A federal judge has dismissed the ACLU’s attempt to block the government from delegating the care of immigrant unaccompanied minors and sex-trafficking victims to a Catholic group that opposes birth control and abortion, and transfers those wishing to have an abortion to other shelters.
The American Civil Liberties Union of Northern California filed the lawsuit against the secretary of Health and Human Services and the U.S. Conference of Catholic Bishops, alleging violation of the U.S. Constitution’s Establishment Clause: “Congress shall make no law respecting an establishment of religion or prohibiting the free exercise thereof.”
U.S. Magistrate Judge Laurel Beeler of the Northern District of California signed an order Thursday denying the ACLU’s motion for summary judgment and granting the same motions from the defendants.
“While the ACLU claims that the government has provided millions of dollars in grant funding to the Bishops Conference while allowing the Conference to impose its religious beliefs and restrict access to abortion and contraception services to the unaccompanied minors and trafficking victims in its care, the record in this case does not bear this out,” Beeler added, finding “no evidence that any grant funding was used for any religious purpose or that any unaccompanied minor or trafficking victim who wanted an abortion or contraception was unable to obtain them.”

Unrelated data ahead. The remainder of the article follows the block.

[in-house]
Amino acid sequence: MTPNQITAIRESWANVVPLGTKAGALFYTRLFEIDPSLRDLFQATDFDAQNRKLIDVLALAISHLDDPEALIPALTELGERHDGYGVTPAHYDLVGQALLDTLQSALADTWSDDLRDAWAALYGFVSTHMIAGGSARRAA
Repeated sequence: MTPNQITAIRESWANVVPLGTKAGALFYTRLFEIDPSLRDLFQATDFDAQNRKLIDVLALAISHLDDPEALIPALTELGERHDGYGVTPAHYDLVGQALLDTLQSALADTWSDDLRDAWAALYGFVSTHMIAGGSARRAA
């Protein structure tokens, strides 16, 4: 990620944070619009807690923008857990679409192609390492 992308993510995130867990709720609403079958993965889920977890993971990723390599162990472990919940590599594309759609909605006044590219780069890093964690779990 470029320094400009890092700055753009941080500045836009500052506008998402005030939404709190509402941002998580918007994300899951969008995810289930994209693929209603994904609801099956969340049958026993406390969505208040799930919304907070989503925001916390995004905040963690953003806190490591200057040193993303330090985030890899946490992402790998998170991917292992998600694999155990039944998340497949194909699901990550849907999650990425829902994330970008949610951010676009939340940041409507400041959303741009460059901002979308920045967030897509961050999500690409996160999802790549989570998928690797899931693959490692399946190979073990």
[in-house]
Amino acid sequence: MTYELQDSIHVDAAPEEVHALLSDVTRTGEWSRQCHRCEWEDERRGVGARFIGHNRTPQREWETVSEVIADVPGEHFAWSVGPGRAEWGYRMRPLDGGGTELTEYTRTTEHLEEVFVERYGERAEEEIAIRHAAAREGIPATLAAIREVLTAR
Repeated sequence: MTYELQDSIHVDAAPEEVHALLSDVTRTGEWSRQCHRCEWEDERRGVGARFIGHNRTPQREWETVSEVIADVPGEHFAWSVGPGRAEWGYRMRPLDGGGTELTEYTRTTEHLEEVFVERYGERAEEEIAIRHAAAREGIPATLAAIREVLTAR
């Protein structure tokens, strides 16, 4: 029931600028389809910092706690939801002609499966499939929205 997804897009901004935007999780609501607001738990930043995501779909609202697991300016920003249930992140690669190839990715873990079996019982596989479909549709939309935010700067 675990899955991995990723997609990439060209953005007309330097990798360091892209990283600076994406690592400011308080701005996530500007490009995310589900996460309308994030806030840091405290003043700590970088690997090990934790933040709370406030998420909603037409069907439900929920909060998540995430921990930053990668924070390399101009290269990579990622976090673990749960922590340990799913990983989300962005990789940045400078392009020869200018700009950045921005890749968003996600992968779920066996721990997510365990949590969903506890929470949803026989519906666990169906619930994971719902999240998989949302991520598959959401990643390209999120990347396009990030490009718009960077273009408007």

The order said the government, through the Office of Refugee Resettlement, has paid the Catholic Bishops Conference $170 million over three years to house and care for unaccompanied, undocumented minors: $42.9 million in 2015, $54.7 million in 2016 and $72.7 million in 2017.
Beeler repeated many times the phrase, “there is no evidence in the record.” No evidence of the bishops using the money to promote religious views, fund Catholic education or maintain churches, she said.
Beeler said, “The fact that certain government grantees like the Bishops Conference have religious objections to abortion has, in three or four instances, led to unaccompanied minors being transferred from one shelter to another.
“A reasonable person would not view the government, which facilitated access to abortion by transferring unaccompanied minors who want abortions to shelters where they can obtain them, to be endorsing the Conference’s anti-abortion views,” Beeler said.
Full story at The Recorder.